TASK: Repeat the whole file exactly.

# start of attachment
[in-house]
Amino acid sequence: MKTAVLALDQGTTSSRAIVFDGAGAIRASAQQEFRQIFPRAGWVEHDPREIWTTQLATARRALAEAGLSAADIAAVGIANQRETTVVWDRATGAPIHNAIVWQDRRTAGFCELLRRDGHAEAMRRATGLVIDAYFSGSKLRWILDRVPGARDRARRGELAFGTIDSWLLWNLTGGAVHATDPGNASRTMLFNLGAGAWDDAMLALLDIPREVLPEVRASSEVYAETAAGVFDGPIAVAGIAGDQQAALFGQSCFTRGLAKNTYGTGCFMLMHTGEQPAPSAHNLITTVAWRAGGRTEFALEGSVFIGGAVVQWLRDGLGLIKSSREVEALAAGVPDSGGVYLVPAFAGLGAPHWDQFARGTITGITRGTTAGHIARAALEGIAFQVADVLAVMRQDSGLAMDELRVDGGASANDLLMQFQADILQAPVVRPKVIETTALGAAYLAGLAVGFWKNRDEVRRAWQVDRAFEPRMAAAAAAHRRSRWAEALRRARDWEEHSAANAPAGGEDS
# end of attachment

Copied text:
[in-house]
Amino acid sequence: MKTAVLALDQGTTSSRAIVFDGAGAIRASAQQEFRQIFPRAGWVEHDPREIWTTQLATARRALAEAGLSAADIAAVGIANQRETTVVWDRATGAPIHNAIVWQDRRTAGFCELLRRDGHAEAMRRATGLVIDAYFSGSKLRWILDRVPGARDRARRGELAFGTIDSWLLWNLTGGAVHATDPGNASRTMLFNLGAGAWDDAMLALLDIPREVLPEVRASSEVYAETAAGVFDGPIAVAGIAGDQQAALFGQSCFTRGLAKNTYGTGCFMLMHTGEQPAPSAHNLITTVAWRAGGRTEFALEGSVFIGGAVVQWLRDGLGLIKSSREVEALAAGVPDSGGVYLVPAFAGLGAPHWDQFARGTITGITRGTTAGHIARAALEGIAFQVADVLAVMRQDSGLAMDELRVDGGASANDLLMQFQADILQAPVVRPKVIETTALGAAYLAGLAVGFWKNRDEVRRAWQVDRAFEPRMAAAAAAHRRSRWAEALRRARDWEEHSAANAPAGGEDS